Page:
Journalist Eddie Brock (Tom Hardy) has been leading something of an unconventional life as he allows the symbiote Venom to co-exist within his body. The pair often tussle over diet and matters of the heart. But Venom proves useful as he’s able to figure out Cletus Kasady (Woody Harrelson), an incarcerated serial killer who will only allow Brock to interview him. Cletus gets his own symbiote, Carnage, and together they escape prison. Now only Brock and Venom can take the pair out.
The plot summary of ‘Venom: Let There Be Carnage’ doesn’t exactly sound like a romantic comedy, but trust us when we say the humour, the narrative, and ultimate resolution are all there. Director Andy Serkis (yes, Gollum directs now) clearly took notes from what made the first ‘Venom’ popular as he delivers plenty of Venom railing on Eddie and Tom Hardy acting maniacal. Additionally, the sequel has that same haphazard pacing and nervous energy that characterised its predecessor.
The strength of ‘Venom: Let There Be Carnage’ is undeniably in that push and pull relationship between Venom and Brock, with many laughs to be had as the parasite talks back and voices what Eddie is keeping locked inside. They argue about morality (after all, Venom is a villain, so how good can he ultimately be in a superhero movie?) and diet (Venom is cannibalistic but Brock makes him eat chickens, though Venom argues bad guys should be fair game). There’s an old married couple vibe not just in the dialogue but also their actions, for example, Venom makes Brock breakfast and sings ‘Let’s Call the Whole Thing Off’ one morning to him when he’s upset.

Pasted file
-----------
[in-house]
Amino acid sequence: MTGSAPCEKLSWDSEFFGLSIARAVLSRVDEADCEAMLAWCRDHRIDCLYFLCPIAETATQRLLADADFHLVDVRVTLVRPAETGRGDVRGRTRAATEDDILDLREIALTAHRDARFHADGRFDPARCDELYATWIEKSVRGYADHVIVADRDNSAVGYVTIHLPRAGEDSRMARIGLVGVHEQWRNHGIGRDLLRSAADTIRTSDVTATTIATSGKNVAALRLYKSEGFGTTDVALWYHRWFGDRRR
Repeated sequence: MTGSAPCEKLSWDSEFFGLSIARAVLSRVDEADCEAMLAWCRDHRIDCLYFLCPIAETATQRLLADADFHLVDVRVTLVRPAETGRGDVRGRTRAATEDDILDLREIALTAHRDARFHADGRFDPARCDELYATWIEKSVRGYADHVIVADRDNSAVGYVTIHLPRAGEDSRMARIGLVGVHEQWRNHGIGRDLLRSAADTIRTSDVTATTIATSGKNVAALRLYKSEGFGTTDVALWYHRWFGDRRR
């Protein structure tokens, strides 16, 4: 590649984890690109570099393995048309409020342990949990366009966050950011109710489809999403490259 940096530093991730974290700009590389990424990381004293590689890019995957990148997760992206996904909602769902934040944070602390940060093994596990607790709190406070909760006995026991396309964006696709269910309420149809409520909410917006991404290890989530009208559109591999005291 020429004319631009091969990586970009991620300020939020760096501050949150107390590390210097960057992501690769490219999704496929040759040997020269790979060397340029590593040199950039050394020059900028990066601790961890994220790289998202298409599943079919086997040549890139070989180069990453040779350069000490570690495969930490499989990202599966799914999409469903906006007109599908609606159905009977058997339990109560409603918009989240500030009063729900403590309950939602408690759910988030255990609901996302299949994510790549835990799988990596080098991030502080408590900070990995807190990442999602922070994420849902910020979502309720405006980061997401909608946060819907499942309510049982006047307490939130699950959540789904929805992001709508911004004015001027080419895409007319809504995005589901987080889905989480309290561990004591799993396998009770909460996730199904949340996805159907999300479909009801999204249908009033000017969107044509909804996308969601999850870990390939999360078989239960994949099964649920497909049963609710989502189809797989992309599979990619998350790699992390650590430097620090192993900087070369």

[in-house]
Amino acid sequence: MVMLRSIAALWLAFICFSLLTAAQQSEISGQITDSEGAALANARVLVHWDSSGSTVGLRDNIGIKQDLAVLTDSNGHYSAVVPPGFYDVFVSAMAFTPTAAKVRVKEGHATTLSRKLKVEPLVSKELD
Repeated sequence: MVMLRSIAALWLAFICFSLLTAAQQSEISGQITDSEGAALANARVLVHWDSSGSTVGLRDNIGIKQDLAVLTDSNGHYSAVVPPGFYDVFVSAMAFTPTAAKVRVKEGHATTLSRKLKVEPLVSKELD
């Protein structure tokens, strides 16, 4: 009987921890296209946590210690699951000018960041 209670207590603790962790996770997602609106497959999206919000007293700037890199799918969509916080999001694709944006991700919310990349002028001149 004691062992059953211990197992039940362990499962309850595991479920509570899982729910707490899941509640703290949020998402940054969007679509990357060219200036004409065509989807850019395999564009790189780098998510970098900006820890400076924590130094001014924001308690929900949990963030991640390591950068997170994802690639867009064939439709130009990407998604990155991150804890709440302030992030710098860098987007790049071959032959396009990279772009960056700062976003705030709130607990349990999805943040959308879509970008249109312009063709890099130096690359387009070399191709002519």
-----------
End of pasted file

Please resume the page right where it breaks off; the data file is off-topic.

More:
Woody Harrelson, oddly enough, seems to be the straight madman, acting as an opposite to Eddie, and getting out-crazied by Naomie Harris as Frances Barrison. Harrelson’s performance feels almost too subtle and pulled back, one wishing he’d just go all out. The bad guy setup that opens the movie is very typical, and final showdown ends suddenly. There are a couple of nice nods to ‘Natural Born Killers’ here, but it doesn’t have that ‘Face/Off’ vibe that promos for the movie seemed to indicate.
The jokes can feel a bit lame and forced, but a lot of the one liners land, as we get an insight into the most toxic relationship to be brought to the big screen since ‘The Break-Up’. The movie plays out rather predictably, and has plot holes, but then such is this genre. For all Marvel’s talk that ‘Ant-Man and the Wasp’ would be the first superhero rom com (it wasn’t all that romantic, or funny), we think this may actually be it.